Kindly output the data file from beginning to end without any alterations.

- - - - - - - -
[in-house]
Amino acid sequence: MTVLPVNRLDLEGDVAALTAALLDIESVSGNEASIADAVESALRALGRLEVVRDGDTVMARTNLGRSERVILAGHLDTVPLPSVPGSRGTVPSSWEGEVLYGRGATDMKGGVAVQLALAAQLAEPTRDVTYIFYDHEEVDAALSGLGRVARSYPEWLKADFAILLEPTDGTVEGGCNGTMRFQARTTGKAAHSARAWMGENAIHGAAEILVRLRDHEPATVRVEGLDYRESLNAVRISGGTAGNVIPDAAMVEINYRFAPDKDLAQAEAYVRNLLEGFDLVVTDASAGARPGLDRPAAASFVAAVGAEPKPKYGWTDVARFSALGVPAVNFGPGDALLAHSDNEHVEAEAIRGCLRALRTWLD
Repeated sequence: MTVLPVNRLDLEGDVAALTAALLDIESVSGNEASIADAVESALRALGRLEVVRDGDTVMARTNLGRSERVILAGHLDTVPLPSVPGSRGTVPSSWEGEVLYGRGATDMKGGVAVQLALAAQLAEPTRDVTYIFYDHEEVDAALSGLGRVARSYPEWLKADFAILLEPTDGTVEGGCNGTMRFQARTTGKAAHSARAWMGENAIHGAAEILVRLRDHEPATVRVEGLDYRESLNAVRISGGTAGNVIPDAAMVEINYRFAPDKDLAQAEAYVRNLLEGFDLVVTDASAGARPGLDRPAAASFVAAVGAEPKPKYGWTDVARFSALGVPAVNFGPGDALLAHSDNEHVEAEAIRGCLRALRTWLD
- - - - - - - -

[in-house]
Amino acid sequence: MTVLPVNRLDLEGDVAALTAALLDIESVSGNEASIADAVESALRALGRLEVVRDGDTVMARTNLGRSERVILAGHLDTVPLPSVPGSRGTVPSSWEGEVLYGRGATDMKGGVAVQLALAAQLAEPTRDVTYIFYDHEEVDAALSGLGRVARSYPEWLKADFAILLEPTDGTVEGGCNGTMRFQARTTGKAAHSARAWMGENAIHGAAEILVRLRDHEPATVRVEGLDYRESLNAVRISGGTAGNVIPDAAMVEINYRFAPDKDLAQAEAYVRNLLEGFDLVVTDASAGARPGLDRPAAASFVAAVGAEPKPKYGWTDVARFSALGVPAVNFGPGDALLAHSDNEHVEAEAIRGCLRALRTWLD
Repeated sequence: MTVLPVNRLDLEGDVAALTAALLDIESVSGNEASIADAVESALRALGRLEVVRDGDTVMARTNLGRSERVILAGHLDTVPLPSVPGSRGTVPSSWEGEVLYGRGATDMKGGVAVQLALAAQLAEPTRDVTYIFYDHEEVDAALSGLGRVARSYPEWLKADFAILLEPTDGTVEGGCNGTMRFQARTTGKAAHSARAWMGENAIHGAAEILVRLRDHEPATVRVEGLDYRESLNAVRISGGTAGNVIPDAAMVEINYRFAPDKDLAQAEAYVRNLLEGFDLVVTDASAGARPGLDRPAAASFVAAVGAEPKPKYGWTDVARFSALGVPAVNFGPGDALLAHSDNEHVEAEAIRGCLRALRTWLD